The majority opinion in the 4th Circuit maintaining the freeze on the ban quoted extensively from Trump’s tweets and media interviews, and from those of his advisers. On the campaign trail, Trump called for a “total and complete shutdown of Muslims entering the United States.”

Omar C. Jadwat, the American Civil Liberties Union lawyer who argued the case in the 4th Circuit, wrote that Trump’s tweets amounted to “a promise: let me do this and I’ll take it as license to do even worse.” In an interview, Jadwat said the president’s tweets “seem to undermine the picture the government’s been trying to paint.”

“I can’t say for sure what our brief is going to look like, but this stuff seems relevant,” Jadwat said.

Government lawyers have sought to convince judges that they should not consider the president’s statements but instead limit their analysis to the text of the ban. They have also sought to portray the president’s words as campaign trail rhetoric, and noted that many of the remarks in question — though not all — came before Trump was elected.

“We shouldn’t start down the road of psychoanalyzing what people meant on the campaign trail,” acting solicitor general Jeffrey B. Wall told judges at a recent court hearing in the 9th Circuit.

Trump’s latest tweets — which were later set to dramatic music and posted in a video on his Facebook page— will provide those challenging the ban more examples of post-election remarks and a stronger case that Trump’s revised travel ban had the same purpose as the original version.

That version, which unilaterally revoked the visas of tens of thousands of people from seven Muslim-majority countries, was seen as much harder to defend because it was more onerous and had a provision in the text that seemed designed to exempt Christian travelers.

Trump tweeted Monday that the Justice Department “should have stayed with the original Travel Ban, not the watered down, politically correct version they submitted” to the Supreme Court. In addition to creating possible headaches in court, that misstates the process. Trump signed the executive order imposing the ban. The Justice Department defends his policies in court.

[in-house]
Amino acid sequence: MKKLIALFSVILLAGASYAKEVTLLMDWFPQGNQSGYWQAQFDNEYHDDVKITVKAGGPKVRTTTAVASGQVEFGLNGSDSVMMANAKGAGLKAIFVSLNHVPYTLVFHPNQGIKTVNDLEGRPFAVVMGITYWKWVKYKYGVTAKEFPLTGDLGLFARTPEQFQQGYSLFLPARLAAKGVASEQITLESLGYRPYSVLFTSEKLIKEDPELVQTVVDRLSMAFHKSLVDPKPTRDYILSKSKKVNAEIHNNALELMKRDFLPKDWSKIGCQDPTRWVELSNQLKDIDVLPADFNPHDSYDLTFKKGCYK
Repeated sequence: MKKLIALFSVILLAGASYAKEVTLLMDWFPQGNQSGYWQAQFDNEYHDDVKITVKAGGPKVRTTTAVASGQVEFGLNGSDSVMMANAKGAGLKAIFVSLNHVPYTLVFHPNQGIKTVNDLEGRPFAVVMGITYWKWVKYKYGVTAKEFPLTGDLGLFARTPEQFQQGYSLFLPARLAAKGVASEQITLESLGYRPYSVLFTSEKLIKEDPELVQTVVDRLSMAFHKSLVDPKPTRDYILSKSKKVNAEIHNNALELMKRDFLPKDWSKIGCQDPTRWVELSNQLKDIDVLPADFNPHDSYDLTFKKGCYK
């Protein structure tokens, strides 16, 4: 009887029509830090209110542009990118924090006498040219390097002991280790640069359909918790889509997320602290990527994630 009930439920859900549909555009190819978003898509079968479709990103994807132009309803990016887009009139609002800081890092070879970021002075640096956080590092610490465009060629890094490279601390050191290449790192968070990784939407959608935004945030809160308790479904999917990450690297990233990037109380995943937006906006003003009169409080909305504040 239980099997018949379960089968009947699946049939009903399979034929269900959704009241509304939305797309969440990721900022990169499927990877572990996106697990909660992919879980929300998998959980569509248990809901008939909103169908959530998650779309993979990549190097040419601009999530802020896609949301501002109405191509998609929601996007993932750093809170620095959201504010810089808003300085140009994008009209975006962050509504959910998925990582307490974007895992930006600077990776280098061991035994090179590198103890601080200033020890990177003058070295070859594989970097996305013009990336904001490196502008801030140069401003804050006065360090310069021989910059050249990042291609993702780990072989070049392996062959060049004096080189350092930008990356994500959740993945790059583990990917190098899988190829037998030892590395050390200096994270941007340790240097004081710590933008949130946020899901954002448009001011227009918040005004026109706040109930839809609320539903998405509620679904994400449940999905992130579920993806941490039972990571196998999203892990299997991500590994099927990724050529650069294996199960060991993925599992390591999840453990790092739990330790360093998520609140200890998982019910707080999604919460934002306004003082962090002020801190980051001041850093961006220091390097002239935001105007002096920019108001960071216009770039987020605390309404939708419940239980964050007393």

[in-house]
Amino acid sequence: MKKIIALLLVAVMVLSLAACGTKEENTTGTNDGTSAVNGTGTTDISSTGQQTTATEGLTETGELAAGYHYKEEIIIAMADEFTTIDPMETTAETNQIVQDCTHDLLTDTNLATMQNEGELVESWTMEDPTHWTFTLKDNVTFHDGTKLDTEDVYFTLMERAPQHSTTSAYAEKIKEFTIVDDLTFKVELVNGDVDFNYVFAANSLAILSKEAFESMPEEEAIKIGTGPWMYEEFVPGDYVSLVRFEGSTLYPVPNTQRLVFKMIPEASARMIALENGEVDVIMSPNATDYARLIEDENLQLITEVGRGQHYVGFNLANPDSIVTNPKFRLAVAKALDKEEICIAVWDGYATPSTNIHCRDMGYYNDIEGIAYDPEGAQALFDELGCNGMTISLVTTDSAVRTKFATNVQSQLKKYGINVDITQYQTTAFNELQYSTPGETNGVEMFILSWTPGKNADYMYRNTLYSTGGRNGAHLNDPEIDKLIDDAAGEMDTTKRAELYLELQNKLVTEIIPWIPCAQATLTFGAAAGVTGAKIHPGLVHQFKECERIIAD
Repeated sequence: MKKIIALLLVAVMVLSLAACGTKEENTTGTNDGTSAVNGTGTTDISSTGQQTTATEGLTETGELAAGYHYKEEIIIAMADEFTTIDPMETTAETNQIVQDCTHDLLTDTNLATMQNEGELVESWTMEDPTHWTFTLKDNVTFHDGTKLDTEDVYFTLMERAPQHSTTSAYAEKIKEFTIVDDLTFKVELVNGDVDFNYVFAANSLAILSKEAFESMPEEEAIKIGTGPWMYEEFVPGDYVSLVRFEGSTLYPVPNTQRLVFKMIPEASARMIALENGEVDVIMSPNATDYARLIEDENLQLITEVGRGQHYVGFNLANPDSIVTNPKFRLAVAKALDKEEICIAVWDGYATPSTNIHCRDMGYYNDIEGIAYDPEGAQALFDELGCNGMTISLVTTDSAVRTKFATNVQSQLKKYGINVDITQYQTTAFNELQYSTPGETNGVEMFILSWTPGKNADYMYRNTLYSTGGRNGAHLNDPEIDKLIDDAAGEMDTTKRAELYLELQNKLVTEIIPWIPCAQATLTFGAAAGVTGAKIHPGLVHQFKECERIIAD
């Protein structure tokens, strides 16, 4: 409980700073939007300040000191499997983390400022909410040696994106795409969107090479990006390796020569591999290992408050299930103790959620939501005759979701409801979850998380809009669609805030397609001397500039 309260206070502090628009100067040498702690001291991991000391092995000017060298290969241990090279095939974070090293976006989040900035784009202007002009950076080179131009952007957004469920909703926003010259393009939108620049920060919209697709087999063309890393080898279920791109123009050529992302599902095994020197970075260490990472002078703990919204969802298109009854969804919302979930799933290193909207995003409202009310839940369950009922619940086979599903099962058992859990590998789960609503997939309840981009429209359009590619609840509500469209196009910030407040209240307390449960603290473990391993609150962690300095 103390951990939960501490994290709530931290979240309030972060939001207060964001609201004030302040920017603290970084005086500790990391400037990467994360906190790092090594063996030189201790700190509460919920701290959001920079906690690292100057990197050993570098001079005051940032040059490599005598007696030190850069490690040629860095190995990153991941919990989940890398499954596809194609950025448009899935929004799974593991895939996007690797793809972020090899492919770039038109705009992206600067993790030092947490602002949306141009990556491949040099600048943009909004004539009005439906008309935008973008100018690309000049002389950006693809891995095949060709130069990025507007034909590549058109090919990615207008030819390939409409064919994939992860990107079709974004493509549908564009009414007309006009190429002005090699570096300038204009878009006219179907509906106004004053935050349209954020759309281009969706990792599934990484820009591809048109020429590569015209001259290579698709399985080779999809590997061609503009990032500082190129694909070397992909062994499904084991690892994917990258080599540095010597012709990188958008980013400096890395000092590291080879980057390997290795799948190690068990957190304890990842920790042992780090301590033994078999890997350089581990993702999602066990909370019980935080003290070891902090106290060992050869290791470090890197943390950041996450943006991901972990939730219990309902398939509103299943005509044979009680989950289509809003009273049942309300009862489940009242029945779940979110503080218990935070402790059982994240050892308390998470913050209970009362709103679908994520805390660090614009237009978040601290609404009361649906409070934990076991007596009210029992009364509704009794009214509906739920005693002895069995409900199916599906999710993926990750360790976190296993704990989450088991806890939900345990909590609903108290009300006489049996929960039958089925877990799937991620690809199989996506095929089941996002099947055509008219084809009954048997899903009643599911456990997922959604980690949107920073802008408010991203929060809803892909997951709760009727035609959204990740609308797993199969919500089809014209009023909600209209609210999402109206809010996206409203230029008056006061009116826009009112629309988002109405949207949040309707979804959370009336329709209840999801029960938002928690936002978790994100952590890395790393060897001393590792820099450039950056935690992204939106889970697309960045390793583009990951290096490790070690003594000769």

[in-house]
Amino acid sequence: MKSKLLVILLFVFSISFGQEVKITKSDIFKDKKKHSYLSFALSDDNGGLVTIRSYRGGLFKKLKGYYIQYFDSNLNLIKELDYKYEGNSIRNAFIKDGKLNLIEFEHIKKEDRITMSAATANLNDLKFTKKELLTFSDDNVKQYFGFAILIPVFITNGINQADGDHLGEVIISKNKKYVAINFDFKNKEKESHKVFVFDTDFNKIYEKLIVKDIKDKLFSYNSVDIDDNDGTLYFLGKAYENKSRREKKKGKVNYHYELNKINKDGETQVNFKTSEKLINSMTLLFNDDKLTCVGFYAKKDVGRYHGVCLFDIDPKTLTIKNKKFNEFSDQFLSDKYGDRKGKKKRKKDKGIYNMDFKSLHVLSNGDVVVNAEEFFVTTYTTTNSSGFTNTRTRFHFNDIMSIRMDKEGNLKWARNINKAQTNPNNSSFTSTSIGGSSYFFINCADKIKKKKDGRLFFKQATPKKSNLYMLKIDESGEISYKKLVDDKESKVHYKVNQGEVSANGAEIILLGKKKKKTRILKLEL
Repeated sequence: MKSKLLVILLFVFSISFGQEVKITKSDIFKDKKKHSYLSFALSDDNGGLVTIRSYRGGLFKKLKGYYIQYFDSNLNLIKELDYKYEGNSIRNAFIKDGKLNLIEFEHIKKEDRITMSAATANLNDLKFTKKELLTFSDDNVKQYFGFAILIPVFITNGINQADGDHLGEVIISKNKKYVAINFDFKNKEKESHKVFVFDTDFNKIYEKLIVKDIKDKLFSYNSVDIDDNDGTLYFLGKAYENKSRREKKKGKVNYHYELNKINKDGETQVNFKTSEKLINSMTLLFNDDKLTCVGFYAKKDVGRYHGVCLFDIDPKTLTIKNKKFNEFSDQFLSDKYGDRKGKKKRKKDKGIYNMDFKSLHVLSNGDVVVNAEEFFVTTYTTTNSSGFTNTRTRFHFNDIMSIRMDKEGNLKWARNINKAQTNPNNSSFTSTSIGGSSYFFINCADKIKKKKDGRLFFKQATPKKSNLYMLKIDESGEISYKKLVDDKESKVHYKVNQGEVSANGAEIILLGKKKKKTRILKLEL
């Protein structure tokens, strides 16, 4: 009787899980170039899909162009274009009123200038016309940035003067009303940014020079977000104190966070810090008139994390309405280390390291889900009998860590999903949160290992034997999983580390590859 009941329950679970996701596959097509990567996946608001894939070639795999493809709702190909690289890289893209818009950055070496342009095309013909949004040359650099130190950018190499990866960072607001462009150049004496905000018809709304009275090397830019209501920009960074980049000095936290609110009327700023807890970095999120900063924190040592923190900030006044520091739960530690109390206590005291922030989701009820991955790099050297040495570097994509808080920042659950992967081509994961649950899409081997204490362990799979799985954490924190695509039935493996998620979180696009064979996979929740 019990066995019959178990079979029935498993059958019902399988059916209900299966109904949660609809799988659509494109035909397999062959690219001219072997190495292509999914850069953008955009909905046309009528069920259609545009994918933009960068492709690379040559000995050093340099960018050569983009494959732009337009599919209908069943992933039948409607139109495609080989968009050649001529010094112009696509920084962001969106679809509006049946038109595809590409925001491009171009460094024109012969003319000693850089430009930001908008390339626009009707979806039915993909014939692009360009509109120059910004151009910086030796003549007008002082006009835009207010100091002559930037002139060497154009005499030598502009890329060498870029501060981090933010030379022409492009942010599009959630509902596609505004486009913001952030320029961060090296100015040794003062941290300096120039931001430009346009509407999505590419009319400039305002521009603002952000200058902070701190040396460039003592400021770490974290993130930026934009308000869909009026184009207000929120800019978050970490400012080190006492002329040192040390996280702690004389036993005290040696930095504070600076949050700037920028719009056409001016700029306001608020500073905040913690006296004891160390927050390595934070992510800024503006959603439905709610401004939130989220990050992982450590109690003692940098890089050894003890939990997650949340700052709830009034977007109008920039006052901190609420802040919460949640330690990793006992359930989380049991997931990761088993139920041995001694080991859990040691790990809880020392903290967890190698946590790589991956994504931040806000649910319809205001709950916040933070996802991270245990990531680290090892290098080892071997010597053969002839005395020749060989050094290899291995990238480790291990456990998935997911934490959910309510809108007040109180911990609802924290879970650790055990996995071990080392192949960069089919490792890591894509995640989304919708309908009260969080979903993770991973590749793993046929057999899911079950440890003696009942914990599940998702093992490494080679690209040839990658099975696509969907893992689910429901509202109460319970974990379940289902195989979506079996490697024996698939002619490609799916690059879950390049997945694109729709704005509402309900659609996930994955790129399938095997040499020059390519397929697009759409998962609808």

Trump also wrote that the Justice Department “should ask for an expedited hearing of the watered down Travel Ban before the Supreme Court — & seek much tougher version!” The Supreme Court would not be the body to enact a ban; the justices will be weighing whether Trump’s order is constitutional.

The travel ban seems to have been on Trump’s mind since the terrorist attack in London on Saturday, when Trump wrote on Twitter, “We need to be smart, vigilant and tough. We need the courts to give us back our rights. We need the Travel Ban as an extra level of safety!”

Legal analysts were quick to point out that the president was hurting his own case.

“In case it’s not obvious, these will only undermine the government’s case before #SCOTUS for both a stay & on the merits of the #TravelBan,” University of Texas law professor Stephen Vladeck posted on Twitter. “These will also go a long way toward mooting debate over use of campaign statements; no need when, as President, he still says these things.”

Trump also wrote on Twitter that the administration was already “EXTREME VETTING” travelers coming into the United States — which he said was necessary to keep the country safe because courts are “slow and political!” The Department of Homeland Security has previously suggested such vetting was taking place, but that, too, seems to undercut the Justice Department’s legal position.

The travel ban was supposed to be a temporary measure, designed to afford the administration time to conduct a review and decide what new vetting procedures were necessary. When a federal judge in Hawaii ordered the ban frozen, though, the government interpreted his order as stopping even that review — and the judge declined to clarify that it did not.